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Point Pleasant
(732) 965-3100

January 2022

Tuesday, 25 January 2022 00:00

The Importance of Treating Foot Wounds

When the outer layers of the skin on the feet are damaged and expose deeper tissues, it is known as a foot wound or ulcer. These wounds can occur from issues such as wearing shoes that don’t fit correctly, as well as an injury or trauma to the feet. If these wounds are left untreated, they may become infected which could lead to other issues including amputation. Common indicators of an infection include inflammation, redness, an odor, or thickened tissues. Patients who are at a higher risk for foot wounds (such as diabetics, who may have trouble feeling the wounds) or who notice that their foot wound is not healing, should have the wound looked at by a podiatrist. Upon examination, a podiatrist will likely remove the unhealthy skin and then help determine the best treatment method for the particular wound, including shoe padding, antibiotics, or even surgery.

Wound care is an important part in dealing with diabetes. If you have diabetes and a foot wound or would like more information about wound care for diabetics, consult with Dr. Alan J. Spector from Shore Podiatry. Our doctor will assess your condition and provide you with quality foot and ankle treatment.

What Is Wound Care?

Wound care is the practice of taking proper care of a wound. This can range from the smallest to the largest of wounds. While everyone can benefit from proper wound care, it is much more important for diabetics. Diabetics often suffer from poor blood circulation which causes wounds to heal much slower than they would in a non-diabetic. 

What Is the Importance of Wound Care?

While it may not seem apparent with small ulcers on the foot, for diabetics, any size ulcer can become infected. Diabetics often also suffer from neuropathy, or nerve loss. This means they might not even feel when they have an ulcer on their foot. If the wound becomes severely infected, amputation may be necessary. Therefore, it is of the upmost importance to properly care for any and all foot wounds.

How to Care for Wounds

The best way to care for foot wounds is to prevent them. For diabetics, this means daily inspections of the feet for any signs of abnormalities or ulcers. It is also recommended to see a podiatrist several times a year for a foot inspection. If you do have an ulcer, run the wound under water to clear dirt from the wound; then apply antibiotic ointment to the wound and cover with a bandage. Bandages should be changed daily and keeping pressure off the wound is smart. It is advised to see a podiatrist, who can keep an eye on it.

If you have any questions, please feel free to contact our office located in Point Pleasant, NJ . We offer the newest diagnostic and treatment technologies for all your foot care needs.

Read more about Wound Care
Wednesday, 19 January 2022 00:00

Gout Pain Can Be Managed

Gout is a painful, inflammatory form of arthritis. Those affected will typically feel an intense stiffness in the joints of their feet, particularly in the big toe. Schedule a visit to learn about how gout can be managed and treated.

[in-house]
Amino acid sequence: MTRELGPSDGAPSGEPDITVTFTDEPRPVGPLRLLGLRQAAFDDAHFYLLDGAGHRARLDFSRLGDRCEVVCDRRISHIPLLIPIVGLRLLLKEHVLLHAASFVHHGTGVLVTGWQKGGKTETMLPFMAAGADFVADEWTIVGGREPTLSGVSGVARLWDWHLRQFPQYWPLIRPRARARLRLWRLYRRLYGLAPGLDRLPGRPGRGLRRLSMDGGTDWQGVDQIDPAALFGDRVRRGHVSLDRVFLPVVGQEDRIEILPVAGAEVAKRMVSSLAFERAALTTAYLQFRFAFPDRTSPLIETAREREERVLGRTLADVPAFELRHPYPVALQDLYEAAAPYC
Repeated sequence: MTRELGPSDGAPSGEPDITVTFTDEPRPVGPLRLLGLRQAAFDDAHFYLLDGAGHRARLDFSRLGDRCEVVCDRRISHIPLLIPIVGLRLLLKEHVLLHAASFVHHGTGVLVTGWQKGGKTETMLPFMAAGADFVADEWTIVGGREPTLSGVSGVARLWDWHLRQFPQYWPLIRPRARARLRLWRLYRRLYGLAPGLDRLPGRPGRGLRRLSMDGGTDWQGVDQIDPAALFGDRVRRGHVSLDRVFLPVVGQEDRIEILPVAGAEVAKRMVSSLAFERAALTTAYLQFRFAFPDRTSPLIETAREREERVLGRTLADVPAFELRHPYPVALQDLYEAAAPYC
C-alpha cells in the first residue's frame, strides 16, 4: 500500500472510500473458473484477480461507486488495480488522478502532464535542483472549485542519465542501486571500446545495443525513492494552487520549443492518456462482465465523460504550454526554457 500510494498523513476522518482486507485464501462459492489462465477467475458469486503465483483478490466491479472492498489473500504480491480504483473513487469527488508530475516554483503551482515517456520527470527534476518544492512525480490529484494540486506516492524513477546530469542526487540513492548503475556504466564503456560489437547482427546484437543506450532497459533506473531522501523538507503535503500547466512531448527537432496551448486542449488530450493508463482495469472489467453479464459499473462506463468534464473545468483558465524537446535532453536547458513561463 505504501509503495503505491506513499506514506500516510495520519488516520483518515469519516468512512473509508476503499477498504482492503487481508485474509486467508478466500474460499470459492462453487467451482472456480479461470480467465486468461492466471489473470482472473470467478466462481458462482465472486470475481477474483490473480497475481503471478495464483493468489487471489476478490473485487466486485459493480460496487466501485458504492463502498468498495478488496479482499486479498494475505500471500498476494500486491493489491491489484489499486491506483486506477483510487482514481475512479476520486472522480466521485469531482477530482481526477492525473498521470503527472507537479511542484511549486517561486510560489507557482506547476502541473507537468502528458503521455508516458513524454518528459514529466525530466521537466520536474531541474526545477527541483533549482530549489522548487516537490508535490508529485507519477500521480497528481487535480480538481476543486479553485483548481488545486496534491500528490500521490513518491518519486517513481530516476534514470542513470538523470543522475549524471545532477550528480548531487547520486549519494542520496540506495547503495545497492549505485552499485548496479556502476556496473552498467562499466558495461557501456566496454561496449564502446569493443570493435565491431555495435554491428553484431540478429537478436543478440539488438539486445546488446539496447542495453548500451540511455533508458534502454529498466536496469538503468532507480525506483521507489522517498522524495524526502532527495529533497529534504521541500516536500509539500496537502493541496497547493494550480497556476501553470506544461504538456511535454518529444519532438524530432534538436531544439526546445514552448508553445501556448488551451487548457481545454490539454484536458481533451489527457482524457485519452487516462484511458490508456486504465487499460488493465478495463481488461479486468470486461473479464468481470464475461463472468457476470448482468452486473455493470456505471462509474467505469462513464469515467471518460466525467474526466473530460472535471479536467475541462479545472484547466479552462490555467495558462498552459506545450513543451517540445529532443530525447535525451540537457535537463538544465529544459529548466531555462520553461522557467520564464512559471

Tuesday, 18 January 2022 00:00

Self-Care for Heel Spurs

Heel spurs are bony bumps that can form on the underside of your heel bone. They are usually painless, but can become painful if the tissue around the heel swells. Pain typically worsens with activity. There are several things that you can do at home to address heel spur pain. First, you should rest your injured foot so that it can heal. Keep weight and pressure off the affected foot if possible, and apply ice to the injury to reduce swelling. Stretch your legs and feet before getting out of bed to loosen the muscles and tendons in your feet. Wearing properly fitting shoes or orthotic inserts can also help to cushion and support your feet, and you may wish to also take over-the-counter medications to reduce pain. If your heel pain doesn’t improve or worsens, it is strongly suggested that you seek the care of a podiatrist for a proper examination.

Heel spurs can be incredibly painful and sometimes may make you unable to participate in physical activities. To get medical care for your heel spurs, contact Dr. Alan J. Spector from Shore Podiatry. Our doctor will do everything possible to treat your condition.

Heels Spurs

Heel spurs are formed by calcium deposits on the back of the foot where the heel is. This can also be caused by small fragments of bone breaking off one section of the foot, attaching onto the back of the foot. Heel spurs can also be bone growth on the back of the foot and may grow in the direction of the arch of the foot.

Older individuals usually suffer from heel spurs and pain sometimes intensifies with age. One of the main condition's spurs are related to is plantar fasciitis.

Pain

The pain associated with spurs is often because of weight placed on the feet. When someone is walking, their entire weight is concentrated on the feet. Bone spurs then have the tendency to affect other bones and tissues around the foot. As the pain continues, the feet will become tender and sensitive over time.

Treatments

There are many ways to treat heel spurs. If one is suffering from heel spurs in conjunction with pain, there are several methods for healing. Medication, surgery, and herbal care are some options.

If you have any questions feel free to contact our office located in Point Pleasant, NJ . We offer the latest in diagnostic and treatment technology to meet your needs.

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Tuesday, 11 January 2022 00:00

What Is Medial Tibial Stress Syndrome?